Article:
Bags of sand instead of cement in table?
On: Fri, Aug 03, 01 01:40:02 PM
Michael S wrote:
|I was just wondering if anyone has tried bagging up sand in
thick bags possibly innertubes for an isolation table. The
bags of sand would replace concrete tiles or slabs making
the table cheaper. Or is concrete used for its stability
not just weight? Let me know if you think this might work.
Thanks in advance.|
Brian - Fri, Aug 03, 01 02:15:34 PM There's 2 things to consider:
1) your isolation table needs to dampen external
2) your isolation table needs to dampen internal
I'm currently building an isolation table, but I'm using
both steel and sand, plus inner tubes. The steel sits
on top of the sand (2" thick at 5' x 3') The sand and inner
tubes will damped any external vibrations from the floor,
but the steel will dampen or at least keep steady all
vibrations generated on the table itself. If the steel plate
moves, all of the components will move with it and thus
you're okay. Using just sand is fine, but you have to let
all of your components settle in the sand for quite some
time. By using steel, you don't have to worry about that.
Michael S - Fri, Aug 03, 01 07:21:54 PM I plan on using the sand as weight on top of a large
innertube but below a 4'x4'x1/4" piece of steel. I was told
that the 1/4" plate would not provide enough weight by
itself. I figured it might be a cheaper alternative to
concret blocks. My setup is on a concret floor in my garage. 184.108.40.206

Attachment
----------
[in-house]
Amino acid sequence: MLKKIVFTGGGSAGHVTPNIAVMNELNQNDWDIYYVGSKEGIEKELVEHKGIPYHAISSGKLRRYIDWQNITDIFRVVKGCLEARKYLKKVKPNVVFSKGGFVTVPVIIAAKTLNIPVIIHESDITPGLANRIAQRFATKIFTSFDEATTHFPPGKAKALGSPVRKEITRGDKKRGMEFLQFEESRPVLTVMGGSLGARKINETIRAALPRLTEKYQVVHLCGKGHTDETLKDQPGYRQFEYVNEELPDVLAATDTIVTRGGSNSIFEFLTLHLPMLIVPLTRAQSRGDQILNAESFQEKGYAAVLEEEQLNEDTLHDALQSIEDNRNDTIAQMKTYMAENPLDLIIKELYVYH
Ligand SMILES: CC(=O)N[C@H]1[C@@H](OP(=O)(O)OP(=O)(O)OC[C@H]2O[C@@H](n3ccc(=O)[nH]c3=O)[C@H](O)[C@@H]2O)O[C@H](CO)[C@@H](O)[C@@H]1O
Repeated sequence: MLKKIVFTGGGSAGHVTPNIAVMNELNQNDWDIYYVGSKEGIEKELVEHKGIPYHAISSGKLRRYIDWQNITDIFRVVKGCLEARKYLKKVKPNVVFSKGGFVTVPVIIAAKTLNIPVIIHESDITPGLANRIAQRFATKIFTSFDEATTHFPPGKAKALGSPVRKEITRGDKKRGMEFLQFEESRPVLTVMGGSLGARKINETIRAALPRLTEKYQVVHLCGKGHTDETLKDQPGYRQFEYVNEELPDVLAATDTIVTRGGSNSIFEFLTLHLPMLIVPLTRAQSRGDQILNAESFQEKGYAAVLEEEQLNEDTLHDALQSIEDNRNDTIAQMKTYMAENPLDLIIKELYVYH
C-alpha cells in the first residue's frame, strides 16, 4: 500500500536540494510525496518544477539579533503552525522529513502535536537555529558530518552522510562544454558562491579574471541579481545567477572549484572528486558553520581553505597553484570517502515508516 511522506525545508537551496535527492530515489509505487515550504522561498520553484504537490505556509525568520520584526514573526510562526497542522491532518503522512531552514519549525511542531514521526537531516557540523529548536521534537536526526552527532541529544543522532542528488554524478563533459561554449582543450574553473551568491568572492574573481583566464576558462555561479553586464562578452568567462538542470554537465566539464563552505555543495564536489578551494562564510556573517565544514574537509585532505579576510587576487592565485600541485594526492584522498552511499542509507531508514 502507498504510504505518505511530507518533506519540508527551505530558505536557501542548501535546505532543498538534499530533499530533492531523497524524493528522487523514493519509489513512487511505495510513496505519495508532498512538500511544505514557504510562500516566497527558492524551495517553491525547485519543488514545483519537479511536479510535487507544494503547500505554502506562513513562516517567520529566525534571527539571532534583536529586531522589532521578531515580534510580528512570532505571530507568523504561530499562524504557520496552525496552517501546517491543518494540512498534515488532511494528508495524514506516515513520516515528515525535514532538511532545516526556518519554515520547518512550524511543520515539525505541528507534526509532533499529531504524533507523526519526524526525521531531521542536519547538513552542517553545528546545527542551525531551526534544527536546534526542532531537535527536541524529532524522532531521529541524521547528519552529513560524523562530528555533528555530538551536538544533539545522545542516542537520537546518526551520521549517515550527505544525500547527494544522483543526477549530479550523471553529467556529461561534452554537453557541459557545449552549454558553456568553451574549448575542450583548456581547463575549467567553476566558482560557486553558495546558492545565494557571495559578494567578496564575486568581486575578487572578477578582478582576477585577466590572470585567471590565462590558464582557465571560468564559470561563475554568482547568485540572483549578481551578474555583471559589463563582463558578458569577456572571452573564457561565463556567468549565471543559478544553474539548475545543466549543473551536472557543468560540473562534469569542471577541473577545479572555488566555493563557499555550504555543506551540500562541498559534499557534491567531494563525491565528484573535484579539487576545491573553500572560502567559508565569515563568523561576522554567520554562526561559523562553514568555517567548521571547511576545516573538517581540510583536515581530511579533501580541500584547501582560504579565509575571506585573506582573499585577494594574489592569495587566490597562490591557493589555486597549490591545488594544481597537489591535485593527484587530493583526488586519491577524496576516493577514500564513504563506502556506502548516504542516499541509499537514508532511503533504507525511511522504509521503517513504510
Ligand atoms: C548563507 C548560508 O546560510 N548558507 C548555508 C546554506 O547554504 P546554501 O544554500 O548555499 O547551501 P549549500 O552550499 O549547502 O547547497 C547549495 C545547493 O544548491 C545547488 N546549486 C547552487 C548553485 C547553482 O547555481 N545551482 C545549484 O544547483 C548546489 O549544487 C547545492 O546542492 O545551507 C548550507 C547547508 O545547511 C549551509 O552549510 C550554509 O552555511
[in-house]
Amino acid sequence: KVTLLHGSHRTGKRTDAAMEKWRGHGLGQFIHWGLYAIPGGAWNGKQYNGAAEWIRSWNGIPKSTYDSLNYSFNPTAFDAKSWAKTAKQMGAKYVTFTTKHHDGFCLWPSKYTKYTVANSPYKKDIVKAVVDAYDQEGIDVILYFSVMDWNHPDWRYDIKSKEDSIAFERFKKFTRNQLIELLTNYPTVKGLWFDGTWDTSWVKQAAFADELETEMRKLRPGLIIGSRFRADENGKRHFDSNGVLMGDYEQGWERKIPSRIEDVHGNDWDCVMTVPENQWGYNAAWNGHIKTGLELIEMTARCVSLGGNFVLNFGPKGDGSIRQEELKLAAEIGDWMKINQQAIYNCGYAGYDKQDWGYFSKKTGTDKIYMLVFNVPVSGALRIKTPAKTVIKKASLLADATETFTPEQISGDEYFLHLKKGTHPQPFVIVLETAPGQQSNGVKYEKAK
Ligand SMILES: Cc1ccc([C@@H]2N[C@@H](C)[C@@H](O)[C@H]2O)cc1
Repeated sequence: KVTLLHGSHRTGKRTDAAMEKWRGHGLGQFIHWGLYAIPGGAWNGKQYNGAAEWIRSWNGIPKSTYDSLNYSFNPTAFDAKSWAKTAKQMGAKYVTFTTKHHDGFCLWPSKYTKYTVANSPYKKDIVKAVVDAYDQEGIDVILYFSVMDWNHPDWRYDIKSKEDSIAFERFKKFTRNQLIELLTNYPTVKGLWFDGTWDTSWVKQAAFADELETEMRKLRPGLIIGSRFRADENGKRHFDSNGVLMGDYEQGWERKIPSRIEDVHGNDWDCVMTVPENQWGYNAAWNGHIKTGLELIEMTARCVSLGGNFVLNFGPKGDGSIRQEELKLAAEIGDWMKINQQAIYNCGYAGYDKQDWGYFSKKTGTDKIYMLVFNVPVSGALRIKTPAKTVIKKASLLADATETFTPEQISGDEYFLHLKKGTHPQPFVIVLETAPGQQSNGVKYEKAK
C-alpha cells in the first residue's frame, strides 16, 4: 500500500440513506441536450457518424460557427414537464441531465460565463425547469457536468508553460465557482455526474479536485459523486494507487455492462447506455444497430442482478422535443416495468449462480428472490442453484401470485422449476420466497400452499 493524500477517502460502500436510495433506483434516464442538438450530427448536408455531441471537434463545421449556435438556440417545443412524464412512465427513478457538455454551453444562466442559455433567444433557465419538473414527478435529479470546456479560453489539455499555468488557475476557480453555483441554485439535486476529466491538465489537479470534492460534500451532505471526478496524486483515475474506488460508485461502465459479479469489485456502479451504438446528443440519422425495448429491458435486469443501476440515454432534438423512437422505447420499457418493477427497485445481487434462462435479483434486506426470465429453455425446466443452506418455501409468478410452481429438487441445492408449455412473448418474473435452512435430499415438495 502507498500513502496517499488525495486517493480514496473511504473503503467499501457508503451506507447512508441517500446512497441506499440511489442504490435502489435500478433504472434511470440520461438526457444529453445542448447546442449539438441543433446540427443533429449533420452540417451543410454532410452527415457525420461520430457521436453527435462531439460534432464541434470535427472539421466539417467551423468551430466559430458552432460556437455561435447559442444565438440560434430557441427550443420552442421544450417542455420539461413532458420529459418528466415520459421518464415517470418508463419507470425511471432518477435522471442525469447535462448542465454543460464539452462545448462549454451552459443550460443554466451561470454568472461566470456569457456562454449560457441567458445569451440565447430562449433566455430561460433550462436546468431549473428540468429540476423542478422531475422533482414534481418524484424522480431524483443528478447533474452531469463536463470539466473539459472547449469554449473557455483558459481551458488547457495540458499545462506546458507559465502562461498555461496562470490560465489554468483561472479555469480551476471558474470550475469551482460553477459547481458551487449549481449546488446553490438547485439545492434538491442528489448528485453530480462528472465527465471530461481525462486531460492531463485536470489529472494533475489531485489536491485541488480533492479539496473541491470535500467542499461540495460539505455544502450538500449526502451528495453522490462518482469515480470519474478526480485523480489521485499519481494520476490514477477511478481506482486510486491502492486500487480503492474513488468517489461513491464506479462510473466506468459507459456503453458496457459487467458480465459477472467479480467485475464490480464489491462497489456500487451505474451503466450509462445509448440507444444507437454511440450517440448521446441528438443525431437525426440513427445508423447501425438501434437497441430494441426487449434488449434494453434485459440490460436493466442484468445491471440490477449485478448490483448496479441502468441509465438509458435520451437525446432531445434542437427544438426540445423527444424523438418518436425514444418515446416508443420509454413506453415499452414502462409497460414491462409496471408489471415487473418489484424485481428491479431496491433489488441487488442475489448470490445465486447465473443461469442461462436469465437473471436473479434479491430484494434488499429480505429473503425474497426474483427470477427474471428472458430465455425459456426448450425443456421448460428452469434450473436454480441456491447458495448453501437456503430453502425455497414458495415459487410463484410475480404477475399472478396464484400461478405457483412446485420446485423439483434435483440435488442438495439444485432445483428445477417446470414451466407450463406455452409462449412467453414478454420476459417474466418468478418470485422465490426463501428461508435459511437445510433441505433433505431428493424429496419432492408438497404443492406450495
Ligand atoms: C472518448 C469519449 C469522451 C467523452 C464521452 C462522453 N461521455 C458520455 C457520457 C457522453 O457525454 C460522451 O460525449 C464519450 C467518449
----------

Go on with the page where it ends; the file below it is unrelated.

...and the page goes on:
Brian - Fri, Aug 03, 01 09:30:59 PM Michael, that's pretty much exactly what I'm doing too. I
did some pretty lengthy calculations to get the weight
correct. My 3'x5' steel top weighs 150lbs. To cover the
table top with 2" of sand will require250lbs of sand.
That plus lumber is roughly 500lbs. My 8" rim inner
tubes can comfortably hold 140lbs before they get too
"stiff" from over pressure, so 500lbs / 4 = 125lbs which
is will within range for the inner tubes to still function.
Colin - Sat, Aug 04, 01 10:12:17 AM Stiffness is a very important criterion as well. Holography
benches are often built on a 12" thick granite block
because it is very stiff. It is actually easier to isolate
a light stiff table from external vibrations than a heavy
stiff table because of the natural resonant frequencies
I have a 3'x5'x1/2" steel plate that is very well isolated
above 15hz and very well damped below 15hz. It is resting
on cinder block on my concrete floor in the garage. With an
interferometer I can measure the flex in my table from
changing my weight from foot to the other! I have to stay
very still during my exposures.
I am redesigning my table after a long conversation with
Jonathan H. After some research I decided a reasonable
stiffness would be a deflection of .00006 mm with the
addition of .5 Kg of mass.
Since I don't have a lot of money and need to move my table
someday I am designing a composite structure. Take a look
This is my design ideal. I can't manufacture a honeycomb
core So I am looking into alternative cores. 220.127.116.11
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